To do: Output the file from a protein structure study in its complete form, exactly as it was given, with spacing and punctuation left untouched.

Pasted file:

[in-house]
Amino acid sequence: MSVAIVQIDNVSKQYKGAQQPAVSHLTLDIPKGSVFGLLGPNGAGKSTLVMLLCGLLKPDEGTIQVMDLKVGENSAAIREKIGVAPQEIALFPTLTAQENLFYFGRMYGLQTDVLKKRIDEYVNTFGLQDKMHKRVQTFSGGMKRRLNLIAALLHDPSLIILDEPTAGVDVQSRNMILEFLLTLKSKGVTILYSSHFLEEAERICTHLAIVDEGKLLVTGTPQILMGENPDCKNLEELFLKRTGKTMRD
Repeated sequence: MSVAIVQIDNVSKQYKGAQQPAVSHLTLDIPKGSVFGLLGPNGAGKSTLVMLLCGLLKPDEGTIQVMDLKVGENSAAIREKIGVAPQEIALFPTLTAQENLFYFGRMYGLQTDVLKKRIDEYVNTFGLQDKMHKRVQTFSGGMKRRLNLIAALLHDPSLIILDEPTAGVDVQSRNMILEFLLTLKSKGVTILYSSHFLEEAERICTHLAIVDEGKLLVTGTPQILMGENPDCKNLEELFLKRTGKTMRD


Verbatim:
[in-house]
Amino acid sequence: MSVAIVQIDNVSKQYKGAQQPAVSHLTLDIPKGSVFGLLGPNGAGKSTLVMLLCGLLKPDEGTIQVMDLKVGENSAAIREKIGVAPQEIALFPTLTAQENLFYFGRMYGLQTDVLKKRIDEYVNTFGLQDKMHKRVQTFSGGMKRRLNLIAALLHDPSLIILDEPTAGVDVQSRNMILEFLLTLKSKGVTILYSSHFLEEAERICTHLAIVDEGKLLVTGTPQILMGENPDCKNLEELFLKRTGKTMRD
Repeated sequence: MSVAIVQIDNVSKQYKGAQQPAVSHLTLDIPKGSVFGLLGPNGAGKSTLVMLLCGLLKPDEGTIQVMDLKVGENSAAIREKIGVAPQEIALFPTLTAQENLFYFGRMYGLQTDVLKKRIDEYVNTFGLQDKMHKRVQTFSGGMKRRLNLIAALLHDPSLIILDEPTAGVDVQSRNMILEFLLTLKSKGVTILYSSHFLEEAERICTHLAIVDEGKLLVTGTPQILMGENPDCKNLEELFLKRTGKTMRD